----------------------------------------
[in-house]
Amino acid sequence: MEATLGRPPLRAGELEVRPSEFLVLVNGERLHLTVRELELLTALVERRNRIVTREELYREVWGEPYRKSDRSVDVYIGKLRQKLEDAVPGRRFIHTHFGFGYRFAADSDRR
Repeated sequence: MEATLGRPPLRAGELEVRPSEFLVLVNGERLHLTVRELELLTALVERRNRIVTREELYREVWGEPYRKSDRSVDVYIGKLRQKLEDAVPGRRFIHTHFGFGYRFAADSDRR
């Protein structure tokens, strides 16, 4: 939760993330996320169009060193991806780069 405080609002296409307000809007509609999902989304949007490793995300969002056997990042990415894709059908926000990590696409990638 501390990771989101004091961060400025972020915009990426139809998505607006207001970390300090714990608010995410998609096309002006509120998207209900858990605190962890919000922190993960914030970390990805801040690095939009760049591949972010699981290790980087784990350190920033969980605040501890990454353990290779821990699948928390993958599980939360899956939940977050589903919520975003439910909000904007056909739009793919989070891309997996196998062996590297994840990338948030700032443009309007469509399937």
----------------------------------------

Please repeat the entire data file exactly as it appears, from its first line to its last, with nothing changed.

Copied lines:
[in-house]
Amino acid sequence: MEATLGRPPLRAGELEVRPSEFLVLVNGERLHLTVRELELLTALVERRNRIVTREELYREVWGEPYRKSDRSVDVYIGKLRQKLEDAVPGRRFIHTHFGFGYRFAADSDRR
Repeated sequence: MEATLGRPPLRAGELEVRPSEFLVLVNGERLHLTVRELELLTALVERRNRIVTREELYREVWGEPYRKSDRSVDVYIGKLRQKLEDAVPGRRFIHTHFGFGYRFAADSDRR
């Protein structure tokens, strides 16, 4: 939760993330996320169009060193991806780069 405080609002296409307000809007509609999902989304949007490793995300969002056997990042990415894709059908926000990590696409990638 501390990771989101004091961060400025972020915009990426139809998505607006207001970390300090714990608010995410998609096309002006509120998207209900858990605190962890919000922190993960914030970390990805801040690095939009760049591949972010699981290790980087784990350190920033969980605040501890990454353990290779821990699948928390993958599980939360899956939940977050589903919520975003439910909000904007056909739009793919989070891309997996196998062996590297994840990338948030700032443009309007469509399937």